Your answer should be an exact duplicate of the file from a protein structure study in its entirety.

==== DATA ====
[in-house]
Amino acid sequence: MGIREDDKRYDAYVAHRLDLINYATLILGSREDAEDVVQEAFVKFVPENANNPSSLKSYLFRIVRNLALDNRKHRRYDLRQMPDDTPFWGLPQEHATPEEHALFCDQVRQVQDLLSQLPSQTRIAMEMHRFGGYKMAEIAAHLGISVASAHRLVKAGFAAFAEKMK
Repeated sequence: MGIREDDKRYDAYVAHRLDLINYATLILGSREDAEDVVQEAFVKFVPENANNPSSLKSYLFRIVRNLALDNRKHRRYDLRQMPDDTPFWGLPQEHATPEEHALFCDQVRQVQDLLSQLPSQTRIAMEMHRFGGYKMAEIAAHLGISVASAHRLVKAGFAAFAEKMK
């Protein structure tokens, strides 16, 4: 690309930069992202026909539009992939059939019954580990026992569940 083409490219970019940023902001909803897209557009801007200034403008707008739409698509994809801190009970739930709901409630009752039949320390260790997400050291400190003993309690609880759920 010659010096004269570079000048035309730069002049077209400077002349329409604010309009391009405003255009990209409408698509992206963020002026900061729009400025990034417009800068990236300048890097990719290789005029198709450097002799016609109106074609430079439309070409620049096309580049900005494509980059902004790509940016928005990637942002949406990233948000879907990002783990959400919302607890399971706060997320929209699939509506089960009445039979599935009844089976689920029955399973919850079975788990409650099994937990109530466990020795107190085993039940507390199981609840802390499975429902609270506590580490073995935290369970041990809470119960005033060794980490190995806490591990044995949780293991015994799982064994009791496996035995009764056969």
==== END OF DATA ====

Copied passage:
[in-house]
Amino acid sequence: MGIREDDKRYDAYVAHRLDLINYATLILGSREDAEDVVQEAFVKFVPENANNPSSLKSYLFRIVRNLALDNRKHRRYDLRQMPDDTPFWGLPQEHATPEEHALFCDQVRQVQDLLSQLPSQTRIAMEMHRFGGYKMAEIAAHLGISVASAHRLVKAGFAAFAEKMK
Repeated sequence: MGIREDDKRYDAYVAHRLDLINYATLILGSREDAEDVVQEAFVKFVPENANNPSSLKSYLFRIVRNLALDNRKHRRYDLRQMPDDTPFWGLPQEHATPEEHALFCDQVRQVQDLLSQLPSQTRIAMEMHRFGGYKMAEIAAHLGISVASAHRLVKAGFAAFAEKMK
């Protein structure tokens, strides 16, 4: 690309930069992202026909539009992939059939019954580990026992569940 083409490219970019940023902001909803897209557009801007200034403008707008739409698509994809801190009970739930709901409630009752039949320390260790997400050291400190003993309690609880759920 010659010096004269570079000048035309730069002049077209400077002349329409604010309009391009405003255009990209409408698509992206963020002026900061729009400025990034417009800068990236300048890097990719290789005029198709450097002799016609109106074609430079439309070409620049096309580049900005494509980059902004790509940016928005990637942002949406990233948000879907990002783990959400919302607890399971706060997320929209699939509506089960009445039979599935009844089976689920029955399973919850079975788990409650099994937990109530466990020795107190085993039940507390199981609840802390499975429902609270506590580490073995935290369970041990809470119960005033060794980490190995806490591990044995949780293991015994799982064994009791496996035995009764056969």